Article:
How to best understand target date fund options
Thanks to the overwhelming popularity of target date funds as a 401(k) qualified default investment alternative, competition among retirement plan asset managers for TDF dollars has been stiff. But as the Department of Labor emphasized in guidance issued way back in 2013, plan sponsors need to ask a lot of questions to be sure they understand how a TDF family is managed to know whether it’s appropriate for their participants across the entire age spectrum. Customized TDF solutions give sponsors more options, but also add to the challenge of settling on the best ones. To gain an update on TDF choices and assessment, Employee Benefit News recently spoke to Jake Gilliam, CFA, a senior multi-asset portfolio strategist for Charles Schwab. Highlights of that conversation follow.
EBN: In your experience, how carefully are plan sponsors looking “under the hood” today to understand the inner-workings of target date funds?
Jake Gilliam: Without a doubt there has been an increase in plan sponsors’ efforts to better understanding their target fund. They know it’s something that requires ongoing review and reevaluation to make sure that their original choice is appropriate for their participant demographics. The guidance from the Department of Labor back in 2013 helped to focus attention.
EBN: How are they evaluating performance?
Gilliam: Many sponsors are looking carefully at the actual drivers of performance, as opposed to seeing the numbers by themselves. So that’s led to conversations about the glide path, the actual components used to implement the glide path, ranging from the underlying strategies of the funds, the types of risk exposures, how asset allocation changes over time and more.
EBN: When you talk about asset allocation changing over time, are you just talking about a basic stocks/bonds/cash allocation, or sub-allocations within the stock and bond components?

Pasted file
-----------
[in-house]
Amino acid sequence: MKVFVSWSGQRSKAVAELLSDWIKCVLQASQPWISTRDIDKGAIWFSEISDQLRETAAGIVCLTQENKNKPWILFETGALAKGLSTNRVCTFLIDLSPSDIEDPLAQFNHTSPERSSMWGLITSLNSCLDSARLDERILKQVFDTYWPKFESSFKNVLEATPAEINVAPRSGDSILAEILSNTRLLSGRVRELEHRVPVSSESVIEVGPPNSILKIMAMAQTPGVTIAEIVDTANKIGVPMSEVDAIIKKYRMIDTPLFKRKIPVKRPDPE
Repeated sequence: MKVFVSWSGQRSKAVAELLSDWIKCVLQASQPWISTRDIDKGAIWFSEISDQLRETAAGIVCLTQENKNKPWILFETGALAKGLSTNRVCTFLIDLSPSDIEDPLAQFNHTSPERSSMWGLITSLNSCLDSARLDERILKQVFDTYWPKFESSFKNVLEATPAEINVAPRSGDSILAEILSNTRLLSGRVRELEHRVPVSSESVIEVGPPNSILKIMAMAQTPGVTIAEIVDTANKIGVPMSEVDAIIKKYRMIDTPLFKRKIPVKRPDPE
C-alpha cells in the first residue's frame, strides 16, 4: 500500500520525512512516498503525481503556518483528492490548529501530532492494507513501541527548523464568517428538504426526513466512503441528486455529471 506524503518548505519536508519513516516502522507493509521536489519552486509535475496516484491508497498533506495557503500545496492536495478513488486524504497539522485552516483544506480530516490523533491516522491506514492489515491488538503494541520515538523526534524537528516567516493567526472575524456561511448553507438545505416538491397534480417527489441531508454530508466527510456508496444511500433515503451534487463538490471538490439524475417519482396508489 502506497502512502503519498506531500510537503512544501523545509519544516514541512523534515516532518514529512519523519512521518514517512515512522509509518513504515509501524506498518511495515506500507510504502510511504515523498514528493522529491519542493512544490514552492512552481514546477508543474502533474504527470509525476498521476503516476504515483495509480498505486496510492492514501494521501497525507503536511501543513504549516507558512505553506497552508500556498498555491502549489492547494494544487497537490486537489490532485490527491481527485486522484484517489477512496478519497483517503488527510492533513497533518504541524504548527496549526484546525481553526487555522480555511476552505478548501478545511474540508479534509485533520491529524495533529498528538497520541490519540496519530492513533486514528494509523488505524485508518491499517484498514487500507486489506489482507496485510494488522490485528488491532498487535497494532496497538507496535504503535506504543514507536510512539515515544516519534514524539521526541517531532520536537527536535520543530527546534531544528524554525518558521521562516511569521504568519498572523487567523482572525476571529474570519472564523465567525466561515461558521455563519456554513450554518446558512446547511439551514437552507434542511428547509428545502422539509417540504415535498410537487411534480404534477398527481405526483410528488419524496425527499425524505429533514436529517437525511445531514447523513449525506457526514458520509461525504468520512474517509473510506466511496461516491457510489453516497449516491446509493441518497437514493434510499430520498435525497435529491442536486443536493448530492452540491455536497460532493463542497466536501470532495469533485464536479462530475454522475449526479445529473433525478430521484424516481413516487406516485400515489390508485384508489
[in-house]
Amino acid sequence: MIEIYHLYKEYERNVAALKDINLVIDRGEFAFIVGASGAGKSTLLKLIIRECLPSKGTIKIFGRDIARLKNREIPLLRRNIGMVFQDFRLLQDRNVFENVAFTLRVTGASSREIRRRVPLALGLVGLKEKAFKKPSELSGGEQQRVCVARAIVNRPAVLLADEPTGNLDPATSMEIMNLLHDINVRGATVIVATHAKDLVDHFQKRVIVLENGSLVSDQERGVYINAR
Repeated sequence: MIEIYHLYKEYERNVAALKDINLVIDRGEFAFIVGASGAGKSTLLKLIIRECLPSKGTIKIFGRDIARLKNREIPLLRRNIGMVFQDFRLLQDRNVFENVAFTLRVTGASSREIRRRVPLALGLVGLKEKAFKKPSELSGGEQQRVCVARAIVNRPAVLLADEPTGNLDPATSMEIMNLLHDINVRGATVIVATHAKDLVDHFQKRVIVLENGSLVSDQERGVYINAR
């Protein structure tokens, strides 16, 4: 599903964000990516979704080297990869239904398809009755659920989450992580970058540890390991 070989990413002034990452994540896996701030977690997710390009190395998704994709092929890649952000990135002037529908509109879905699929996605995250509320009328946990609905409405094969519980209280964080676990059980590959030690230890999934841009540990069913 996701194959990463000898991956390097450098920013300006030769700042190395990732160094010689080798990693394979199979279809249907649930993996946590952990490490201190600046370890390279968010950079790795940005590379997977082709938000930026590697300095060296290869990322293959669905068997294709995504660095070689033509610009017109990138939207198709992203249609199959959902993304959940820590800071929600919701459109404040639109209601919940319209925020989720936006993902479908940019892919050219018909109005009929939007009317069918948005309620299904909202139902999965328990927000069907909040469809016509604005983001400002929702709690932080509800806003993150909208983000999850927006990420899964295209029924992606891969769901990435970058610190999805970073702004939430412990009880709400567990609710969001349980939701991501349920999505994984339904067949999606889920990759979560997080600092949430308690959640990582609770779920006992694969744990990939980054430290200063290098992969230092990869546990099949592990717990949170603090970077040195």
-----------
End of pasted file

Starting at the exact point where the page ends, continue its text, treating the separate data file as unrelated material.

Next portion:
Gilliam: The asset allocation nuances now that are part of conversations are within stocks and within bonds — what are the actual components being used, how do those change over time, are they a static allocation, or are they truly matching risk tolerance, not just at the stock/bond level, but within stocks.
EBN: So what are sponsors asking for, or what are you doing in that regard?
Gilliam: Things like increasing large cap exposure for people nearing retirement to help limit their overall volatility and really protect the accumulation they worked so hard for during their working years. These asset allocation differences and what may seem like small nuances during the selection process can really lead to significantly different outcomes over time, and that has a direct impact on participants’ lives.
EBN: Can you expand on what kind of nuances you are referring to and the impact they can have?
Gilliam: It’s actually more than nuances, and these assets have very wide variances in performance. Variances in the U.S./international stock allocation ratios can lead to double-digit performance differences in any given year. That can directly influence the ultimate result for the portfolio, but its impact on volatility is also important from a participant perspective. It’s important for the asset mix to be appropriately aligned with the risk tolerance of an investor, to support good behaviors by participants.
EBN: Good behaviors?
Gilliam: By that I mean remaining invested, not fleeing the market after dramatic volatility, and ultimately not accumulating enough by retirement.
EBN: Obviously there’s a lot for sponsors to think about. How much should they try to dictate all the parameters of performance when shopping for a TDF family?
Gilliam: There is a practical limit. Most plan sponsors are using a target fund that was designed by a target fund family. One of the parameters that sponsors also need to keep in mind is cost. But generally they are by and large using a target fund provider’s existing target date fund and they’re selecting the one that best matches their participant demographics.
EBN: How much latitude should TDF providers be given to change their allocations and asset subcategory investment mixes?